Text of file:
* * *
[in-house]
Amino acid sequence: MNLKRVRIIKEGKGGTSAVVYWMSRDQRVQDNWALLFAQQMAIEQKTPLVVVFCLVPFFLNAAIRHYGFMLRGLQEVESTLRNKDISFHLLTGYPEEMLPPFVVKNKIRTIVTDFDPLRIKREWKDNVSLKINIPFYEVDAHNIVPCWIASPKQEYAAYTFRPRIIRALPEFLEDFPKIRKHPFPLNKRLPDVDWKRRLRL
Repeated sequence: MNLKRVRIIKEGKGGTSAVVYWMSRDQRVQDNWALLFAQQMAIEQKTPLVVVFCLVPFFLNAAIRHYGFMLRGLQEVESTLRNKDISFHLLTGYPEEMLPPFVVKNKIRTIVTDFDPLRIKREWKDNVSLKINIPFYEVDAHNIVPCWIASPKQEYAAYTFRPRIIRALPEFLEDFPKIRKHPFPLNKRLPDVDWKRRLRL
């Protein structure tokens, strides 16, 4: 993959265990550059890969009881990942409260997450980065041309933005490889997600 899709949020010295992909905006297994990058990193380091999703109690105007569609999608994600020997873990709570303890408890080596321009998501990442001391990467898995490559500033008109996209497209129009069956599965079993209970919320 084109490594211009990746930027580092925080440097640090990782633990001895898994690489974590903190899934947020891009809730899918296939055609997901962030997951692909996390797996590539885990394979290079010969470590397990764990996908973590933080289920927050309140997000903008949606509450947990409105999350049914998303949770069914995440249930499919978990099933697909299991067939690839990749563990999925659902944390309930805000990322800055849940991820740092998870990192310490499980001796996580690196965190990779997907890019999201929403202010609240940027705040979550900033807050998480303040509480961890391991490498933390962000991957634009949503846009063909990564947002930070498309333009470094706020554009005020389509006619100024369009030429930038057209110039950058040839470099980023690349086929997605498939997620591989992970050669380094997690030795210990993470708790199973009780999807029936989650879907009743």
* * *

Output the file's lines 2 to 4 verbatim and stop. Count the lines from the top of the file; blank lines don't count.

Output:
Amino acid sequence: MNLKRVRIIKEGKGGTSAVVYWMSRDQRVQDNWALLFAQQMAIEQKTPLVVVFCLVPFFLNAAIRHYGFMLRGLQEVESTLRNKDISFHLLTGYPEEMLPPFVVKNKIRTIVTDFDPLRIKREWKDNVSLKINIPFYEVDAHNIVPCWIASPKQEYAAYTFRPRIIRALPEFLEDFPKIRKHPFPLNKRLPDVDWKRRLRL
Repeated sequence: MNLKRVRIIKEGKGGTSAVVYWMSRDQRVQDNWALLFAQQMAIEQKTPLVVVFCLVPFFLNAAIRHYGFMLRGLQEVESTLRNKDISFHLLTGYPEEMLPPFVVKNKIRTIVTDFDPLRIKREWKDNVSLKINIPFYEVDAHNIVPCWIASPKQEYAAYTFRPRIIRALPEFLEDFPKIRKHPFPLNKRLPDVDWKRRLRL
């Protein structure tokens, strides 16, 4: 993959265990550059890969009881990942409260997450980065041309933005490889997600 899709949020010295992909905006297994990058990193380091999703109690105007569609999608994600020997873990709570303890408890080596321009998501990442001391990467898995490559500033008109996209497209129009069956599965079993209970919320 084109490594211009990746930027580092925080440097640090990782633990001895898994690489974590903190899934947020891009809730899918296939055609997901962030997951692909996390797996590539885990394979290079010969470590397990764990996908973590933080289920927050309140997000903008949606509450947990409105999350049914998303949770069914995440249930499919978990099933697909299991067939690839990749563990999925659902944390309930805000990322800055849940991820740092998870990192310490499980001796996580690196965190990779997907890019999201929403202010609240940027705040979550900033807050998480303040509480961890391991490498933390962000991957634009949503846009063909990564947002930070498309333009470094706020554009005020389509006619100024369009030429930038057209110039950058040839470099980023690349086929997605498939997620591989992970050669380094997690030795210990993470708790199973009780999807029936989650879907009743």